We sometimes get asked what makes good quality sheds. To answer this we have to think like your doctor, who looks for more than radiant skin or a flawless hairdo. Much of our good health is inside, beyond the reach of the eye–and that’s the case with sheds, as well. So we start our search for quality sheds by looking at the “skeleton”–the structure that holds it all together. You need to consider 3 basic areas.
A great-looking shed is only part of the formula. It also has to be built well.
Beneath the floor you walk on, portable sheds sit on 4×4 or 4×6 skids, which themselves sit on the ground or on blocks. On top of the skids is a series of boards (called “floor joists,” usually 2×4’s) that are the support system of the floor. Pretty much every builder uses treated skids, but not everyone uses treated floor joists. Some will only used treated wood for the outside band (or outer joists). The building will last longer (and the floor will actually be stronger) if the entire floor structure–skids and joists–is made of treated lumber.
As with the floor, the walls have a structure of boards that support the siding and keep the building from blowing over in a storm. These are called studs. Look for three things.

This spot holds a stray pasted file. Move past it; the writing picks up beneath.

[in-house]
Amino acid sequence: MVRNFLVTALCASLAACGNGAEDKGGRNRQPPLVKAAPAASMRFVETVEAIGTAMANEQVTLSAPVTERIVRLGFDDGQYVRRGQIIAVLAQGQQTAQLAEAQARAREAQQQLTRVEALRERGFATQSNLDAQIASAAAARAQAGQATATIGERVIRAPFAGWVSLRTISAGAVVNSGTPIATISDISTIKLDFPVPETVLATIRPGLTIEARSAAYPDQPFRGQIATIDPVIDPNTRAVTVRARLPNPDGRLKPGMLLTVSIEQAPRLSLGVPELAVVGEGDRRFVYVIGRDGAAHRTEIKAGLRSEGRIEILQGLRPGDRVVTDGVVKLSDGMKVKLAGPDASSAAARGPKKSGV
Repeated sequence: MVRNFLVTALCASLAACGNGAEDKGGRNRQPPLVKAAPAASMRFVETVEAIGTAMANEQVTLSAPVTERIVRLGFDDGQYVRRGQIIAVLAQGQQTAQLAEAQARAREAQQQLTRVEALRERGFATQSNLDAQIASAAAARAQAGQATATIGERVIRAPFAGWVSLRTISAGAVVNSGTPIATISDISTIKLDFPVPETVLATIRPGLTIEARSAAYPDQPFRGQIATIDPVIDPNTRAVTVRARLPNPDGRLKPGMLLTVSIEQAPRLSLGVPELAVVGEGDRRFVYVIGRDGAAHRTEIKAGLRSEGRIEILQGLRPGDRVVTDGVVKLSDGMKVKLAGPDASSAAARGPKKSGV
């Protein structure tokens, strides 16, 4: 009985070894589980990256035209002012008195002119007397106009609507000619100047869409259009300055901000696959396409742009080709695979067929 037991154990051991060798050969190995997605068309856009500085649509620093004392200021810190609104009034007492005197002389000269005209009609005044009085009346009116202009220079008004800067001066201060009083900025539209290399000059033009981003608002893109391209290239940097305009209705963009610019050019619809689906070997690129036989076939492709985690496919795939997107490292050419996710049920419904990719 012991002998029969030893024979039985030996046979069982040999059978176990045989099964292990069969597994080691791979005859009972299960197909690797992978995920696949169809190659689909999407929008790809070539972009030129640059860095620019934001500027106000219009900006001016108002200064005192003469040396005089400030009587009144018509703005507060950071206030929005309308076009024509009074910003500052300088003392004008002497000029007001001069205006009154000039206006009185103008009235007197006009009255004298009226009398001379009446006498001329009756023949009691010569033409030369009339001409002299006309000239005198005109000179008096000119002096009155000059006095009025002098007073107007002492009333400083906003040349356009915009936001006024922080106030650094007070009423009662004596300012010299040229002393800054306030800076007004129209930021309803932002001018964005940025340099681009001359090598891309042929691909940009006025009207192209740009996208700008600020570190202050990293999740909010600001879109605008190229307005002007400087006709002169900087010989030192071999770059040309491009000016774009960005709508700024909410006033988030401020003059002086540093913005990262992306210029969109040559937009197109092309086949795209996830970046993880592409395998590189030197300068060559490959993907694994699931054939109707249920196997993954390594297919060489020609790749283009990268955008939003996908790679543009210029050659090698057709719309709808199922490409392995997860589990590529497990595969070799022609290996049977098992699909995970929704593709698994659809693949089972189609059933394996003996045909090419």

- The size of the studs. For years, 2×4’s (which, strangely, are actually 1.5″ x 3.5″) were standard. Now, to cut costs, some sheds are made with 2×3’s. Those are simply not as strong, and will not hold up as well.
- The distance between the studs. Standard is 16″ OC (“on center,” which simply refers to the distance between studs). Some sheds are built 24″ OC, but because the studs are too far apart, eventually the siding will start to cup and bow.
- The top plate–the horizontal member on top of the stud wall. Standard construction is to have a double 2×4 plate. Cheaper construction uses only a single 2×4 plate.
The rafters make up roof structure, and are what give the roof it’s basic form. Like the studs, the rafters should be 16″ OC. Just as your roof has two sides, so the rafters that hold up the roof are made up of at least two 2×4’s. Some rafters are held together by stamped steel “gussets,” and some by glued wood gussets. The wood gussets are probably actually stronger because of the way the steel plates are designed, but either work fine–as long as the rest of the structure is solid.
That gives an overview of what makes quality storage sheds or mini-barn structure. You may also be interested in reading what makes a quality shed on the surface.
Just remember that when you’re buying a shed, you’re not just buying a shed–you’re starting a relationship. You are deciding who designs the shed to fit your particular needs, who will move it for you in the future (or even whether or not they will move it), and who you will call when you need repairs. For more on how to discover a great shed company, see 5 Questions to Ask Before You Buy.